Is there an obligation to insure against natural risks? – Business

They are images of unprecedented devastation, those affected hesitantly reporting how their existence was erased in minutes, their despair written on their faces. And then a ritual takes place, a ritual that is repeated with unsightly regularity after every natural disaster in Germany: state and federal politicians arrive, are photographed, and promise unbureaucratic help on every microphone. Insurers promise to quickly compensate affected customers.

But after a few months it turns out that the aid is anything but bureaucratic and does not reach many of the victims. And some insurers are pretty stubborn when it comes to settling claims. With which there is another debate about whether the owners of the buildings could not be forced to take out insurance against such elementary damage.

break the rite

Under the impression of the devastating floods in Rhineland-Palatinate and NRW almost eleven months ago, the federal states now want to break this stagnant ritual and draw notable consequences. More than 180 people died and property damage ran into the billions, much of it uninsured. That is why the federal states are now asking the federal government to examine the introduction of compulsory insurance for buildings in endangered areas before the end of the year.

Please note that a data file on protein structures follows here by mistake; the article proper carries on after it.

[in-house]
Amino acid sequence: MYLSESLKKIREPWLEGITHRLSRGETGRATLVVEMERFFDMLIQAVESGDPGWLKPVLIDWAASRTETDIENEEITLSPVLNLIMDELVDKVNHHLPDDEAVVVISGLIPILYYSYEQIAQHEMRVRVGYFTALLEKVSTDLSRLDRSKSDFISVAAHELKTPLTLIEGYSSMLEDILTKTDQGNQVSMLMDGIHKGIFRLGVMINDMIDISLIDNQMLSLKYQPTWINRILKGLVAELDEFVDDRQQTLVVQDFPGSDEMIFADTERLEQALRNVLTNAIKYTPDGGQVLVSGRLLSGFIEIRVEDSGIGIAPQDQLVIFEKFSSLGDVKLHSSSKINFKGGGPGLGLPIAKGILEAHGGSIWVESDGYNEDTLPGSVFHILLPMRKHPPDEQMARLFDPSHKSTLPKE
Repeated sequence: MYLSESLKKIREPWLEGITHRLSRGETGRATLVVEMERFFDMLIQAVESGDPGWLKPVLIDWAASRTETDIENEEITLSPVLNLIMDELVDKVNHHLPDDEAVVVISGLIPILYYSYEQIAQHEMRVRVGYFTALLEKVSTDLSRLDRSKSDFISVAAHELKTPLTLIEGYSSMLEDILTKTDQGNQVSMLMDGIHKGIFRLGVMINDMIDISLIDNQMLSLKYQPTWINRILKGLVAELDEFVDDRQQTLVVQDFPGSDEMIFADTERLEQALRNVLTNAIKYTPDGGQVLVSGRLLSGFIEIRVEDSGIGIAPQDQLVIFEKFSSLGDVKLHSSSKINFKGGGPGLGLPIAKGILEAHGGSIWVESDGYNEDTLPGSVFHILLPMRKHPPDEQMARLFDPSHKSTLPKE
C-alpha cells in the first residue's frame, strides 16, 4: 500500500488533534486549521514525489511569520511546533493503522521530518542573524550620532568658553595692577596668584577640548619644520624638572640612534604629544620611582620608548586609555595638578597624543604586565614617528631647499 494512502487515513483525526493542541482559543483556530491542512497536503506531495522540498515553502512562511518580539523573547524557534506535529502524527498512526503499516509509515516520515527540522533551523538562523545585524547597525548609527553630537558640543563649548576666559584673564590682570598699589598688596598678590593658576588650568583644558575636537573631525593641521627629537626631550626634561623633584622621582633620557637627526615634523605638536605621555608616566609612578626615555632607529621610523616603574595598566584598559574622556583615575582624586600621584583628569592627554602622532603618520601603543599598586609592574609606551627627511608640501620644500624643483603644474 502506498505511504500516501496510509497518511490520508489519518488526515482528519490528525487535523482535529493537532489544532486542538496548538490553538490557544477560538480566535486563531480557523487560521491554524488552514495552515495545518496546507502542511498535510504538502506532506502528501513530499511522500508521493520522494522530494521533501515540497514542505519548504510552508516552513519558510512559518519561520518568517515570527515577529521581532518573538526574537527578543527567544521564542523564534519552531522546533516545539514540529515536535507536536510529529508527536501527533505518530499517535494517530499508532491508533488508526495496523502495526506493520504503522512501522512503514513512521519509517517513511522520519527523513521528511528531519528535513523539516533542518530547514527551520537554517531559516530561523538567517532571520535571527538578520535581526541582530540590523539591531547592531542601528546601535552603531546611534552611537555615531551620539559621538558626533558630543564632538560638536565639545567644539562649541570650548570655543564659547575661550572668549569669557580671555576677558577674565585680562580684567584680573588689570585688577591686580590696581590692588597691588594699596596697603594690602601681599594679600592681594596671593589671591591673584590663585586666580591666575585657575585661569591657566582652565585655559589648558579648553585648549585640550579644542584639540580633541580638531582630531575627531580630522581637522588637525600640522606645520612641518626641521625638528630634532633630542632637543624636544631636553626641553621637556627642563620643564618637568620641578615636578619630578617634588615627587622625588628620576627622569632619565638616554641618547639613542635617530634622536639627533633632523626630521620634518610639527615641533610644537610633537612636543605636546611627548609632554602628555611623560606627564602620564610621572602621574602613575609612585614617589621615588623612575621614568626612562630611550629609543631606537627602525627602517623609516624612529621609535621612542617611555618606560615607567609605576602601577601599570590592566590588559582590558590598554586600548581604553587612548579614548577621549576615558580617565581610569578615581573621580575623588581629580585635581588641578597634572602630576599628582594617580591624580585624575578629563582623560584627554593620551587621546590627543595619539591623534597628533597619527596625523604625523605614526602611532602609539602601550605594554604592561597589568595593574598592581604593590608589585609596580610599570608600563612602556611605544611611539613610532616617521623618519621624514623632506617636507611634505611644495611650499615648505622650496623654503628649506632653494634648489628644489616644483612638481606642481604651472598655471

The problem: Simple building insurance is not enough to protect against flooding and other natural hazards. Homeowners need additional coverage for this. But only half of the owners have contracted protection. Climate change is expected to increase the risk of severe storms.